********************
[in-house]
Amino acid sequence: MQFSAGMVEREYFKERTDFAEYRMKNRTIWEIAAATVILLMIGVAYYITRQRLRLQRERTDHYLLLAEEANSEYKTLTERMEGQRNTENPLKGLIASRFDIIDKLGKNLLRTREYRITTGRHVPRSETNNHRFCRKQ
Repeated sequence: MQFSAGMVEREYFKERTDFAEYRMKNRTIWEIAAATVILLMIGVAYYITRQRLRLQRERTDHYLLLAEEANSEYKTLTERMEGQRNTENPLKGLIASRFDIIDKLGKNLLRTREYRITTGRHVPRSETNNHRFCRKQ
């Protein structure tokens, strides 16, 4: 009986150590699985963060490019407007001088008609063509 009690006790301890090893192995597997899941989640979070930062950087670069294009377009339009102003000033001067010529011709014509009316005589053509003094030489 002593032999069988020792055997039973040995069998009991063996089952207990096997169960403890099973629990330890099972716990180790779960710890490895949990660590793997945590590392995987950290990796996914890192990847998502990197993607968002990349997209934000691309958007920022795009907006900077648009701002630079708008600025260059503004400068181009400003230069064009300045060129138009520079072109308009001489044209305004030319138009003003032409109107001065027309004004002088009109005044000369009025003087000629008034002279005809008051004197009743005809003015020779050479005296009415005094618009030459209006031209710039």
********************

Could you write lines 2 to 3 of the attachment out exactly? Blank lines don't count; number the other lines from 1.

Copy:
Amino acid sequence: MQFSAGMVEREYFKERTDFAEYRMKNRTIWEIAAATVILLMIGVAYYITRQRLRLQRERTDHYLLLAEEANSEYKTLTERMEGQRNTENPLKGLIASRFDIIDKLGKNLLRTREYRITTGRHVPRSETNNHRFCRKQ
Repeated sequence: MQFSAGMVEREYFKERTDFAEYRMKNRTIWEIAAATVILLMIGVAYYITRQRLRLQRERTDHYLLLAEEANSEYKTLTERMEGQRNTENPLKGLIASRFDIIDKLGKNLLRTREYRITTGRHVPRSETNNHRFCRKQ